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Osprey nest relocated at Point Samson

An osprey chick being held by a wildlife carer during the relocation
An osprey chick being held by a wildlife carer during the relocation Ty Matson, DPaW

An osprey nest with chicks has been successfully relocated from a moored barge to a specially-constructed nesting platform at Point Samson boat harbour in the Pilbara.

The Department of Parks and Wildlife (DPaW) provided advice and licensing to marine infrastructure business Marine & Civil to carry out the relocation last week.

Earlier this month the company discovered an osprey nest with two chicks on the moveable support legs of a barge and sought permission from the Department of Transport to erect a metal nesting platform at the boat harbour.

In a carefully-planned 45-minute operation conducted with the assistance of Pilbara Wildlife Carers, the chicks were removed from the nest while it was taken from the barge on a tarpaulin and placed on the elevated platform.

The parent ospreys returned about 20 minutes after the chicks had been returned to the nest.

DPaW wildlife officer Ty Matson said the relocation highlighted the need to be aware of ospreys building nests on infrastructure and to discourage them if possible.

“As part of their inspection and maintenance programs, the department encourages coastal businesses to deter birds from building nests, or, if one is discovered, speak to DPaW about removing it before eggs are laid,” Mr Matson said.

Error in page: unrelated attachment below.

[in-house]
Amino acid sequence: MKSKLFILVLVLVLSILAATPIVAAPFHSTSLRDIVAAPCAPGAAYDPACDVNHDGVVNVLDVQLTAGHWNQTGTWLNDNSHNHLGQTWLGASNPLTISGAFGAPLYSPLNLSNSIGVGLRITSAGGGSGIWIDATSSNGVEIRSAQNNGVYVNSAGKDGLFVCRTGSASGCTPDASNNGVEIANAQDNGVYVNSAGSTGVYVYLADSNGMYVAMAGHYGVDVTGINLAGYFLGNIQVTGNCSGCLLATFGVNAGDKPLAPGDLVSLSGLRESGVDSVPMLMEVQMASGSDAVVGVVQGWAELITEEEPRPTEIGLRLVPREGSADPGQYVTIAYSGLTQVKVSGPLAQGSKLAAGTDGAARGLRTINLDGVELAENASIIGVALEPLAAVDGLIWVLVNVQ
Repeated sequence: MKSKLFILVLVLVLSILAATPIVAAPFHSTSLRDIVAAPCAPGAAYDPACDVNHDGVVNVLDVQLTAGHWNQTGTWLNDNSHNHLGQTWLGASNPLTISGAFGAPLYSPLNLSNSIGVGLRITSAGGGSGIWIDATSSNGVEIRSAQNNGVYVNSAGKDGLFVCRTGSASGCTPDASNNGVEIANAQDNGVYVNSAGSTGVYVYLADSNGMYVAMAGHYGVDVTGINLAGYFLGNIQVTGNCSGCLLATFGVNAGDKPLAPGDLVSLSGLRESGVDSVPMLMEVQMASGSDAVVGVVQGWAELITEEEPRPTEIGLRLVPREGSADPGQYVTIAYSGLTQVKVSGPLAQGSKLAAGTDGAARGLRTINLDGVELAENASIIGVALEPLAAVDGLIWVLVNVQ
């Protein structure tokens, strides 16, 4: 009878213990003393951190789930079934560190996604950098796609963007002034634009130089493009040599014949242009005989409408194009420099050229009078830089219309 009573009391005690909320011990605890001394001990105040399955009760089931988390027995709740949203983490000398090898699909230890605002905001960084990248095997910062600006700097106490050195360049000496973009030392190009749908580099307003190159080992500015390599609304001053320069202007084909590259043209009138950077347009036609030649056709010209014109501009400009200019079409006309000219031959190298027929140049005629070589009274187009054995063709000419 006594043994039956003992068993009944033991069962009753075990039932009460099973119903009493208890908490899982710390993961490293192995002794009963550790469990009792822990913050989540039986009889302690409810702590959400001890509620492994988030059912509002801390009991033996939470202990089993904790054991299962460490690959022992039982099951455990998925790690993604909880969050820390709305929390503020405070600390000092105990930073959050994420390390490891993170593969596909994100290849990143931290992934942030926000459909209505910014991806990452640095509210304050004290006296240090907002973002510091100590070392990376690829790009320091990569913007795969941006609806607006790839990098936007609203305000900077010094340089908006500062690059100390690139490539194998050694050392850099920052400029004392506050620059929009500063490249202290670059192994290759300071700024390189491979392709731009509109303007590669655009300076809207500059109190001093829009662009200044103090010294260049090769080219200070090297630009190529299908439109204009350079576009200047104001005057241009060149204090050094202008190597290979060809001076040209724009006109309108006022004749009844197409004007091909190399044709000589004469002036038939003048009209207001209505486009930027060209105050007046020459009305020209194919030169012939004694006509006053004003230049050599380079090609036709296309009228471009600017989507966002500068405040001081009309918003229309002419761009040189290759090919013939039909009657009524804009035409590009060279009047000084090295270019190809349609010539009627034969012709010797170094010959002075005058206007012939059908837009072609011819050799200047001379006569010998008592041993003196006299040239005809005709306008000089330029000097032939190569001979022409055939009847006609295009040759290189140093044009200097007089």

“If the birds are persistent then an alternative nest platform close by could be considered. Obstructions can also be erected to prevent nesting on important infrastructure.

“DPaW is aware of six osprey nest incidents that have impacted industry in various parts of the State throughout the last 12 months.

“The department would like companies to be aware of the issue and if necessary, approach DPaW for advice.

“It takes about 10 weeks for chicks to fledge and leave the nest and it is quite problematic to carry out a relocation while they are very young.”

Ospreys (Pandion haliaetus) are fish-eating birds of prey which nest near bodies of water that provide an adequate food supply. Their preferred nesting sites are rocky outcrops, islands and raised platforms away from potential predators.

For more information and advice about nesting ospreys on commercial properties contact DPaW’s Wildcare Helpline on 9474 9055.

Media contact: DPaW Media 9219 9999

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Twitter: @WAPARKSWILDLIFE

Last modified on Tuesday, 06 August 2013 09:31